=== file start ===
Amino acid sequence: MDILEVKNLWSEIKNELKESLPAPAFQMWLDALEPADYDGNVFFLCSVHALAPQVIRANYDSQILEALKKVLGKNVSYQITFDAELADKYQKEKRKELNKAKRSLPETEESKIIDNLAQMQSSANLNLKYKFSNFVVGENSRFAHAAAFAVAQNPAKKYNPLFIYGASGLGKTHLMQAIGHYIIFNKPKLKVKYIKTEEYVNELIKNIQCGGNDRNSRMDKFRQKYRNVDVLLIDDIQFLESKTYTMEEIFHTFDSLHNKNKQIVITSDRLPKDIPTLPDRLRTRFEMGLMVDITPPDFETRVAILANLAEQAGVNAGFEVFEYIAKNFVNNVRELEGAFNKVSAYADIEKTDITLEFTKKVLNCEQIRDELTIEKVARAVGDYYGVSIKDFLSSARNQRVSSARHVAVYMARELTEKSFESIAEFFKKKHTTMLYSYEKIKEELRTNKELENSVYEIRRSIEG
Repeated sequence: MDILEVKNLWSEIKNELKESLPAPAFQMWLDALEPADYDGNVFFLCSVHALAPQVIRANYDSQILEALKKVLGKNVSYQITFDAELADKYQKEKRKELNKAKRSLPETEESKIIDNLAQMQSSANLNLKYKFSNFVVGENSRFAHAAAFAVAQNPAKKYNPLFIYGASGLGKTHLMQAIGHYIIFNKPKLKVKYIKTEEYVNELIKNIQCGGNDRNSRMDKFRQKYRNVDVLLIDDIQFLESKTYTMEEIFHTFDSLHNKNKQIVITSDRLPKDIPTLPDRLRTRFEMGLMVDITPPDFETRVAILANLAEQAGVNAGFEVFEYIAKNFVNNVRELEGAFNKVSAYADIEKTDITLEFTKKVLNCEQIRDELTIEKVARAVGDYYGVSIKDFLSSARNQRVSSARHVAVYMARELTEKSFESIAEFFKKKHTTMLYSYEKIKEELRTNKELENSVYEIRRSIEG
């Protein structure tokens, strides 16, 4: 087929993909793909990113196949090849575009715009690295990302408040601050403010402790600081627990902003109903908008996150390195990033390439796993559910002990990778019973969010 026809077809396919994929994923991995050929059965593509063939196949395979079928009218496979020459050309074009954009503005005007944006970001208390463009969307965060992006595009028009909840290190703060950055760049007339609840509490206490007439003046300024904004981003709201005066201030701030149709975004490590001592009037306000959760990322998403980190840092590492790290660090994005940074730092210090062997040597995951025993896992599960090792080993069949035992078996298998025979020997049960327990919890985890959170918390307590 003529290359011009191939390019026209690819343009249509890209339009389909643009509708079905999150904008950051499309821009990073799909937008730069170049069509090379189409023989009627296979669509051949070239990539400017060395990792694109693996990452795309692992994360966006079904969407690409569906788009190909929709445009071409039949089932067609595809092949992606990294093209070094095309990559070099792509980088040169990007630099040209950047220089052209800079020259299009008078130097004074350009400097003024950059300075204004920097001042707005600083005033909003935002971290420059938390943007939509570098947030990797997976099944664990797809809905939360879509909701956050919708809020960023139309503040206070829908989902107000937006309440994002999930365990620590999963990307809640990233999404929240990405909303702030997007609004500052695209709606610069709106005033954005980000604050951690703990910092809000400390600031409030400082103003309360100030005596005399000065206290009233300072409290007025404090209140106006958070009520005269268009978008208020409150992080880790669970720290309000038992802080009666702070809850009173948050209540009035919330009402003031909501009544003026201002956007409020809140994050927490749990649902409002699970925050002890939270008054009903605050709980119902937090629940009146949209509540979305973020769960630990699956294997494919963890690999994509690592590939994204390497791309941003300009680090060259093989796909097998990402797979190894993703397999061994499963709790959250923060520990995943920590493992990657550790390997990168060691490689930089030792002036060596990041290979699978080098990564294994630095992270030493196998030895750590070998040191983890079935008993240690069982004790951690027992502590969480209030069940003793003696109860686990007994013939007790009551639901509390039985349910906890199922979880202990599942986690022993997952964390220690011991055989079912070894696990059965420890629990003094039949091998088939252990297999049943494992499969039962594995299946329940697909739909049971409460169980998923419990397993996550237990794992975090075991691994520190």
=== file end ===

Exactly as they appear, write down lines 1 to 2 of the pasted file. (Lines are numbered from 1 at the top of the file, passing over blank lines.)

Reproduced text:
Amino acid sequence: MDILEVKNLWSEIKNELKESLPAPAFQMWLDALEPADYDGNVFFLCSVHALAPQVIRANYDSQILEALKKVLGKNVSYQITFDAELADKYQKEKRKELNKAKRSLPETEESKIIDNLAQMQSSANLNLKYKFSNFVVGENSRFAHAAAFAVAQNPAKKYNPLFIYGASGLGKTHLMQAIGHYIIFNKPKLKVKYIKTEEYVNELIKNIQCGGNDRNSRMDKFRQKYRNVDVLLIDDIQFLESKTYTMEEIFHTFDSLHNKNKQIVITSDRLPKDIPTLPDRLRTRFEMGLMVDITPPDFETRVAILANLAEQAGVNAGFEVFEYIAKNFVNNVRELEGAFNKVSAYADIEKTDITLEFTKKVLNCEQIRDELTIEKVARAVGDYYGVSIKDFLSSARNQRVSSARHVAVYMARELTEKSFESIAEFFKKKHTTMLYSYEKIKEELRTNKELENSVYEIRRSIEG
Repeated sequence: MDILEVKNLWSEIKNELKESLPAPAFQMWLDALEPADYDGNVFFLCSVHALAPQVIRANYDSQILEALKKVLGKNVSYQITFDAELADKYQKEKRKELNKAKRSLPETEESKIIDNLAQMQSSANLNLKYKFSNFVVGENSRFAHAAAFAVAQNPAKKYNPLFIYGASGLGKTHLMQAIGHYIIFNKPKLKVKYIKTEEYVNELIKNIQCGGNDRNSRMDKFRQKYRNVDVLLIDDIQFLESKTYTMEEIFHTFDSLHNKNKQIVITSDRLPKDIPTLPDRLRTRFEMGLMVDITPPDFETRVAILANLAEQAGVNAGFEVFEYIAKNFVNNVRELEGAFNKVSAYADIEKTDITLEFTKKVLNCEQIRDELTIEKVARAVGDYYGVSIKDFLSSARNQRVSSARHVAVYMARELTEKSFESIAEFFKKKHTTMLYSYEKIKEELRTNKELENSVYEIRRSIEG